Assistant U.S. attorney Erika Mozangue Drayton created a federal law clinic at the University of Minnesota to provide civil rights enforcement for the disabled, for military veterans whose employment rights are violated and for those facing housing discrimination.
Her peers say that clinic — the first of its kind in the nation — and a model program she ran to train law students are her legacies, successful experiments that are being replicated elsewhere, including New York.
Mozangue, of Brooklyn Park, died Aug. 18 of cancer. She was 45.
A dedicated and versatile attorney, she prosecuted big-time crooks and most recently served as deputy chief of the Civil Division for the U.S. attorney in Minnesota, overseeing litigation and managing a team of paralegals.
She was responsible for suing individuals and corporations for civil rights violations and for a variety of cases in which federal laws are enforced civilly, rather than criminally. And she defended the government when sued.
Mozangue and her team tracked down assets for forfeiture from convicted criminals, including notorious Ponzi schemer Tom Petters.
“Even though she was sick, you wouldn’t have known it,” said Greg Brooker, chief of the Civil Division. “She forged ahead, wanted to have a full caseload and be totally involved in her profession.”
On top of her busy work life, Mozangue taught in law schools and helped interns. At home, she was low-key about work, down to earth and a loving spouse, said her husband, Marcus Drayton.
Mozangue was a reserved woman with a “quiet resolve,” a warm heart, and she was an excellent listener, said Brooker, her supervisor.
“Erika was a gifted lawyer and manager, but more importantly, she was a wonderful person,” said former U.S. Attorney B. Todd Jones, now director of the U.S. Bureau of Alcohol, Tobacco, Firearms and Explosives.
“She cared deeply about the people around her. She was always ready with a kind word or a heartfelt laugh, and her smile was infectious. Of course, we will miss her professional contributions, but more than that, we will miss her friendship.”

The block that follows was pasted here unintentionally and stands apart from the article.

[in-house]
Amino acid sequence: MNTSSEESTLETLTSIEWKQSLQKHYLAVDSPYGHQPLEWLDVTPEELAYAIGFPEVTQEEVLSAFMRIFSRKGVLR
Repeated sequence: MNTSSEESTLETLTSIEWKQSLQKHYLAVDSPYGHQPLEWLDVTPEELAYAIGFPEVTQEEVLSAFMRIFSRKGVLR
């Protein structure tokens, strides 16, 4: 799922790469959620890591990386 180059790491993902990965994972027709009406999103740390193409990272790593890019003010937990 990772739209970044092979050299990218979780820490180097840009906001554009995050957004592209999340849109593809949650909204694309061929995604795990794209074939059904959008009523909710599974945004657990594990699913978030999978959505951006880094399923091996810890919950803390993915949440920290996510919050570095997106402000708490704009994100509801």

A 1990 graduate of the University of Minnesota and a 1993 graduate of William Mitchell College of Law in St. Paul, Mozangue was a prosecutor in Dakota and Hennepin counties before joining the U.S. attorney’s office in Minneapolis in 2002.
Her first assignment was in the Major Crimes Section of the Criminal Division.
In 2006, she was named chief of the Civil Division but stepped down in 2007 during office turmoil and returned to prosecuting bank fraud conspiracies and more.
In 2010, she became the Civil Division’s chief deputy.
Mozangue created and ran not only the civil-rights clinic at the University of Minnesota but also one for prisoner litigation at the University of St. Thomas School of Law. She also taught at William Mitchell College of Law.
After classroom training, students work for a year in the U.S. attorney’s office.
“It’s really a great legacy that will live on,” Brooker said of the program.
“She told me that she initially went to law school because she wanted to make a difference,” Brooker said. “And boy, what a difference she made.”
In addition to husband Marcus, survivors include stepdaughter Christine Drayton; mother and stepfather, Viola and Don Mills; and siblings LaVecchia Mozangue and Tramayne Mills.
Services will be from 6-8 p.m. Sept. 12 at Edinburgh Clubhouse, 8700 Edinbrook Crossing, Brooklyn Park.
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